The BLS noted that almost every U.S. state mandates the licensing or registration of athletic trainers, which in turn requires Board of Certification (BOC) certification. To earn BOC certification a candidate must successfully complete a CAATE-accredited athletic training program and pass the BOC certification exam (www.bocatc.org). Once certified, ATs must remain current through professional development courses and practice athletic training within the BOC guidelines. Failure to comply on either condition could result in the revocation of the certification.

Physical Therapist

Although physical therapists (PTs) also treat injuries that aren't related to sports, PTs in sports-specific work environments can primarily work with injured athletes. Once clients have undergone an evaluation, PTs create injury-specific treatment plans to promote movement, reduce pain, restore the function to injured areas and prevent disability.

Job Options for Physical Therapists

Physical therapists can potentially work in a variety of healthcare settings. According to the BLS, about 60% of these professionals are employed by hospitals or doctor's offices. However, in order to deal primarily with sports rehabilitation cases, PTs may choose to work for a clinic that specializes in sports-related injuries. PTs are also employed in schools, nursing homes and rehabilitation centers. They may also set up their own private practices, or work as independent contractors.

Similar to athletic trainers, physical therapists should enjoy excellent job prospects over the next decade. The BLS has projected a 34% increase in job growth from 2014-2024, which is a much faster anticipated growth rate than other occupations during the same period. A PT's chances of getting a job are expected to be much greater in rural areas, as many PTs tend to practice in large urban or suburban areas. PTs who work with orthopedic care or with the growing elderly demographic should also be in demand, noted the BLS.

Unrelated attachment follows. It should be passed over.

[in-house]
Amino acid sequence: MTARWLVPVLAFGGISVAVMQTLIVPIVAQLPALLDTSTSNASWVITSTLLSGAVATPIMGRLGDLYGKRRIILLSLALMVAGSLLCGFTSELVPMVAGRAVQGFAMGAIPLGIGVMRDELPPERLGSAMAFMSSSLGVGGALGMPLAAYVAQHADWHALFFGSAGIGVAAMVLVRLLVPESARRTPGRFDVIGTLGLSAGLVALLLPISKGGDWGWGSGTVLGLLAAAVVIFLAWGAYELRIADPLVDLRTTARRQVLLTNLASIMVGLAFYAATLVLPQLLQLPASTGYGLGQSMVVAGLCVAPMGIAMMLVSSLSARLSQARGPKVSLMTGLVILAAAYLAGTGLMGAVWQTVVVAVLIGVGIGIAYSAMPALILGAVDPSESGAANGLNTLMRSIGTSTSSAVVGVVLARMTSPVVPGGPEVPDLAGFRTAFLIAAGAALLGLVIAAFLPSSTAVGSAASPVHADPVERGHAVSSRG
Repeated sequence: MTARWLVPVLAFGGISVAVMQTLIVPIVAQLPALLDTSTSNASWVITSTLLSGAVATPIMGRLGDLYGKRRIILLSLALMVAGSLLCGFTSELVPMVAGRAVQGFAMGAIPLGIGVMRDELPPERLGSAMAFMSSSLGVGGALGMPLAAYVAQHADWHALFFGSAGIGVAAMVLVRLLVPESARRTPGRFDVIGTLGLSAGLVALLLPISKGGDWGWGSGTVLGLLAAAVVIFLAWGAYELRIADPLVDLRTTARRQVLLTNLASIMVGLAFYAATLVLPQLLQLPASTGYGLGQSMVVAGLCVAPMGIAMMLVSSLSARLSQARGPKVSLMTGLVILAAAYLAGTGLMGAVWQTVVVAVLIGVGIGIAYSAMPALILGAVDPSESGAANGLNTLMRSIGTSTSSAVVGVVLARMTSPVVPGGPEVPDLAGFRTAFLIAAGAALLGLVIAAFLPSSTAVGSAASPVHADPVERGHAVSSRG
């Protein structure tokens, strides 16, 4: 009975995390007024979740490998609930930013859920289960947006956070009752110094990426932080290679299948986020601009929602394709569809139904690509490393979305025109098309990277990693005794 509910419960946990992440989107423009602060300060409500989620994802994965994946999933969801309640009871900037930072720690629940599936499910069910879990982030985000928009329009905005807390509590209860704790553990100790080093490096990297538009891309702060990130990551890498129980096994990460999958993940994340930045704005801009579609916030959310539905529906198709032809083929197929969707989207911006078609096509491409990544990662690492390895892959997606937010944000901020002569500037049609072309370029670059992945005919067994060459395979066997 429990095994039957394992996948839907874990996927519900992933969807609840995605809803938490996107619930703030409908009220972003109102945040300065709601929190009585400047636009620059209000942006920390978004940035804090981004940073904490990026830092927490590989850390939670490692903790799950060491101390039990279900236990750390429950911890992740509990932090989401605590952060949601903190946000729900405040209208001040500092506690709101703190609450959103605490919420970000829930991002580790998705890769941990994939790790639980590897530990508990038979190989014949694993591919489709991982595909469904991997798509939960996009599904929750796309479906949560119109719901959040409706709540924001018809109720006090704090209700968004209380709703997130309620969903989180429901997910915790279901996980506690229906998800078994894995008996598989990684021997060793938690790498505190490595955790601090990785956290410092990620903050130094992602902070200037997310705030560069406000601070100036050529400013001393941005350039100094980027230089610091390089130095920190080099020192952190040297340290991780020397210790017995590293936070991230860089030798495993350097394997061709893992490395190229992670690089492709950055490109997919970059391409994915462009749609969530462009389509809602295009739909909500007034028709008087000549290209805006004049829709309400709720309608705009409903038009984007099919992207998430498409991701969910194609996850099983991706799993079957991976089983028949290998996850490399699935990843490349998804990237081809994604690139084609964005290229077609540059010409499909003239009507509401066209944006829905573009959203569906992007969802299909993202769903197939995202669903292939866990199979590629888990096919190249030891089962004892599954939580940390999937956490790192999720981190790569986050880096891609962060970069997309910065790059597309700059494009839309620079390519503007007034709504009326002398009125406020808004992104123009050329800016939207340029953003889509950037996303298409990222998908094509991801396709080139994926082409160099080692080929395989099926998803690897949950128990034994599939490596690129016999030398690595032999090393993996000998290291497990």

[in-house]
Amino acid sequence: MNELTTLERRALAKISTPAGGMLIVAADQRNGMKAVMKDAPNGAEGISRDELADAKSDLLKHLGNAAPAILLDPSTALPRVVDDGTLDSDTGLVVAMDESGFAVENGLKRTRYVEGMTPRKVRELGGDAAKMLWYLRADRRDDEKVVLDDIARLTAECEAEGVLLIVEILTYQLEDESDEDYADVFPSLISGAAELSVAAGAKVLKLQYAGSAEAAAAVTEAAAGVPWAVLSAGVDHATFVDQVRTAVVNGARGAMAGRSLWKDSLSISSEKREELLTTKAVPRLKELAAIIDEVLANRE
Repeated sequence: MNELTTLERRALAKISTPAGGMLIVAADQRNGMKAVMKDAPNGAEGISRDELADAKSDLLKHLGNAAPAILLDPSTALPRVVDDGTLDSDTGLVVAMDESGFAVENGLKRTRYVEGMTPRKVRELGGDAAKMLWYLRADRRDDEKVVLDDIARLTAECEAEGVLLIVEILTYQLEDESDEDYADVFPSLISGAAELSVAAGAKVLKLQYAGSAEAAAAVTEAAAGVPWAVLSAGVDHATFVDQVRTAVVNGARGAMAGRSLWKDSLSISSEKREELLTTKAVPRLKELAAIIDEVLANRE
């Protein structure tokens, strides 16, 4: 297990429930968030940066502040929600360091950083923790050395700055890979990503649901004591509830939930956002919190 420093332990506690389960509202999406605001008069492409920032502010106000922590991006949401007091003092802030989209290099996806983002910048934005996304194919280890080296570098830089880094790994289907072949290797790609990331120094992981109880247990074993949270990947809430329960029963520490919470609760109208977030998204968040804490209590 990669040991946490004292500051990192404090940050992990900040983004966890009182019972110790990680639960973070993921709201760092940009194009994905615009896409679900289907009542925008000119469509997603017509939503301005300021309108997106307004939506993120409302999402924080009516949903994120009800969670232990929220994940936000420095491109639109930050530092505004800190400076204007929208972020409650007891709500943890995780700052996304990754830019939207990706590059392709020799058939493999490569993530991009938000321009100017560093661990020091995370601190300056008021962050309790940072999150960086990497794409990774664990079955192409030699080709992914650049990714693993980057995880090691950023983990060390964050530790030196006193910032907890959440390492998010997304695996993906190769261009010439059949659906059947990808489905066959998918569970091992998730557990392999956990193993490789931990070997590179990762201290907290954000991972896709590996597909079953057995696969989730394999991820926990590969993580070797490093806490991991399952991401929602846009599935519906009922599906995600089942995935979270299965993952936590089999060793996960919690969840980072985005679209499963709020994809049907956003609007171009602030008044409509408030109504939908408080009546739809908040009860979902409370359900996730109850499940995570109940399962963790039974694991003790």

Requirements for Physical Therapists

Licensure requirements for PTs are state regulated, but all states now require that entry-level PTs hold at least a doctoral degree from a physical therapy program accredited by the Commission on Accreditation in Physical Therapy Education (CAPTE), which is the accrediting arm of the American Physical Therapy Association (www.apta.org).

Along with a graduate degree in physical therapy, PTs must also receive a passing score on the National Physical Therapy Examination, offered by the Federation of State Boards of Physical Therapy (www.fsbpt.org). In addition, some states may require the passage of a state-issued PT exam and a continuing education program.

Job prospects are excellent for both athletic trainers and physical therapists over the next decade. Athletic trainers work specifically with sports teams and athletes, but physical therapists can focus on sports or other areas of health and rehabilitation, such as orthopedics. A master's degree will prepare you for certification as an athletic trainer, while a physical therapist needs a doctorate.

Next: View Schools

What is your highest level of education?

Some College
Complete your degree or find the graduate program that's right for you.
High School Diploma
Explore schools that offer bachelor and associate degrees.
Still in High School
Earn your diploma or GED. Plan your undergraduate education.

Schools you may like:

Popular Schools

The listings below may include sponsored content but are popular choices among our users.

Find your perfect school

What is your highest level of education?